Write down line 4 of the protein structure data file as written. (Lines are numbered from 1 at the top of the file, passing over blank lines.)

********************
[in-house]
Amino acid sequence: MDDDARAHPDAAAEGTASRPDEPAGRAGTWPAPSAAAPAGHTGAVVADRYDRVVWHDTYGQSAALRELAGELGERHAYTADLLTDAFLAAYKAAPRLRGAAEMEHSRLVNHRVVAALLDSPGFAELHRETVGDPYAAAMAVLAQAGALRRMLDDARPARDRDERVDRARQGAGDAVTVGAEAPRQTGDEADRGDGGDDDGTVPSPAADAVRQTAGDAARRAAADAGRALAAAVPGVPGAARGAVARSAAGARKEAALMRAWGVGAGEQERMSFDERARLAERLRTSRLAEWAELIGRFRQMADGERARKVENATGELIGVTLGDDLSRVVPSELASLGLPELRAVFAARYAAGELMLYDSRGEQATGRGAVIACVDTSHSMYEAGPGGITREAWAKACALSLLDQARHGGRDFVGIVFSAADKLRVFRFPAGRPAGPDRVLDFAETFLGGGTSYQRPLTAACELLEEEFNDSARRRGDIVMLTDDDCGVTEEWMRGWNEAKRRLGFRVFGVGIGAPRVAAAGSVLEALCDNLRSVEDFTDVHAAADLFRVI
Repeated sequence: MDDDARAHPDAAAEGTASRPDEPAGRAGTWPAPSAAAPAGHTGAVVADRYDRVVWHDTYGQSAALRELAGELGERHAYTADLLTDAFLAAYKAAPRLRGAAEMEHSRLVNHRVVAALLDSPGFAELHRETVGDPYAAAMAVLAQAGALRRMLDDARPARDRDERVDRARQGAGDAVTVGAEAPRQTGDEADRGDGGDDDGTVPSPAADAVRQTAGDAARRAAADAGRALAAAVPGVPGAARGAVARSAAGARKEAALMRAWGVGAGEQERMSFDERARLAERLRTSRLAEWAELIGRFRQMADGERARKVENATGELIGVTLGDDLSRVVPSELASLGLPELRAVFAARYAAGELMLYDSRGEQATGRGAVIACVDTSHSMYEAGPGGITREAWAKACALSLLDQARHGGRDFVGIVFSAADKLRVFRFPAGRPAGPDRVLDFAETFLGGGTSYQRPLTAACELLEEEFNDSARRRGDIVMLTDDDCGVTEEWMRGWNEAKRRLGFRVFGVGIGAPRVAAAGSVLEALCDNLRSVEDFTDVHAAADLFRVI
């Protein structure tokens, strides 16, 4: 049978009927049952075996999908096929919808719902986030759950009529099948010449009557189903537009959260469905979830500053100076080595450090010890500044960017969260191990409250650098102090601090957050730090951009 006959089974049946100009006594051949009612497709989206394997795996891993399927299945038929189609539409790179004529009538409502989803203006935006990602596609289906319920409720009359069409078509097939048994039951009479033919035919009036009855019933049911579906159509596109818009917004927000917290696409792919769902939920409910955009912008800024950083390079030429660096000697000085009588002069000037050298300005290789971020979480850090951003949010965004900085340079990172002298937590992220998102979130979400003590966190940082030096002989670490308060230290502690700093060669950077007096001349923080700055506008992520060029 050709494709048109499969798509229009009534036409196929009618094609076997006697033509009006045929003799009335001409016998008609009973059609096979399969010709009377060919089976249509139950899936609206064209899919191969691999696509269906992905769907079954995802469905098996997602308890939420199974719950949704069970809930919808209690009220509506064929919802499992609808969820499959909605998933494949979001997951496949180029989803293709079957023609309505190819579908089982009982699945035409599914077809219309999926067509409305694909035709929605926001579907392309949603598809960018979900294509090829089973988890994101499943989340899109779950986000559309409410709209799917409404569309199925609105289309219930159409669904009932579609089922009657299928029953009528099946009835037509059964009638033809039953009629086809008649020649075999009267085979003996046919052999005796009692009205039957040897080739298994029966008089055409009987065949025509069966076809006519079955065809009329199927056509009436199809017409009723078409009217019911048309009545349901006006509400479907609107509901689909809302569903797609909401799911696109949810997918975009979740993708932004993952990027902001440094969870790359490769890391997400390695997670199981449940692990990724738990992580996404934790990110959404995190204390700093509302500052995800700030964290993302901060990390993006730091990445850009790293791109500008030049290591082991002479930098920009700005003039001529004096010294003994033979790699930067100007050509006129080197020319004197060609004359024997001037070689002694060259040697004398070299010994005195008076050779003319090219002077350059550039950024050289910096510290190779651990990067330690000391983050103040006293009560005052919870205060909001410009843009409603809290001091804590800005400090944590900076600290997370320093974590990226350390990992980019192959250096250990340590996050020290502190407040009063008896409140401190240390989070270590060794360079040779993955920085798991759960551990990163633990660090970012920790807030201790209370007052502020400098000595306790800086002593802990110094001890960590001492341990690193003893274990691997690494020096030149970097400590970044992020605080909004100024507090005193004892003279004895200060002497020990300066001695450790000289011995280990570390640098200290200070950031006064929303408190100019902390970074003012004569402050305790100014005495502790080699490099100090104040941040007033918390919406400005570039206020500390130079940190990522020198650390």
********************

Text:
């Protein structure tokens, strides 16, 4: 049978009927049952075996999908096929919808719902986030759950009529099948010449009557189903537009959260469905979830500053100076080595450090010890500044960017969260191990409250650098102090601090957050730090951009 006959089974049946100009006594051949009612497709989206394997795996891993399927299945038929189609539409790179004529009538409502989803203006935006990602596609289906319920409720009359069409078509097939048994039951009479033919035919009036009855019933049911579906159509596109818009917004927000917290696409792919769902939920409910955009912008800024950083390079030429660096000697000085009588002069000037050298300005290789971020979480850090951003949010965004900085340079990172002298937590992220998102979130979400003590966190940082030096002989670490308060230290502690700093060669950077007096001349923080700055506008992520060029 050709494709048109499969798509229009009534036409196929009618094609076997006697033509009006045929003799009335001409016998008609009973059609096979399969010709009377060919089976249509139950899936609206064209899919191969691999696509269906992905769907079954995802469905098996997602308890939420199974719950949704069970809930919808209690009220509506064929919802499992609808969820499959909605998933494949979001997951496949180029989803293709079957023609309505190819579908089982009982699945035409599914077809219309999926067509409305694909035709929605926001579907392309949603598809960018979900294509090829089973988890994101499943989340899109779950986000559309409410709209799917409404569309199925609105289309219930159409669904009932579609089922009657299928029953009528099946009835037509059964009638033809039953009629086809008649020649075999009267085979003996046919052999005796009692009205039957040897080739298994029966008089055409009987065949025509069966076809006519079955065809009329199927056509009436199809017409009723078409009217019911048309009545349901006006509400479907609107509901689909809302569903797609909401799911696109949810997918975009979740993708932004993952990027902001440094969870790359490769890391997400390695997670199981449940692990990724738990992580996404934790990110959404995190204390700093509302500052995800700030964290993302901060990390993006730091990445850009790293791109500008030049290591082991002479930098920009700005003039001529004096010294003994033979790699930067100007050509006129080197020319004197060609004359024997001037070689002694060259040697004398070299010994005195008076050779003319090219002077350059550039950024050289910096510290190779651990990067330690000391983050103040006293009560005052919870205060909001410009843009409603809290001091804590800005400090944590900076600290997370320093974590990226350390990992980019192959250096250990340590996050020290502190407040009063008896409140401190240390989070270590060794360079040779993955920085798991759960551990990163633990660090970012920790807030201790209370007052502020400098000595306790800086002593802990110094001890960590001492341990690193003893274990691997690494020096030149970097400590970044992020605080909004100024507090005193004892003279004895200060002497020990300066001695450790000289011995280990570390640098200290200070950031006064929303408190100019902390970074003012004569402050305790100014005495502790080699490099100090104040941040007033918390919406400005570039206020500390130079940190990522020198650390």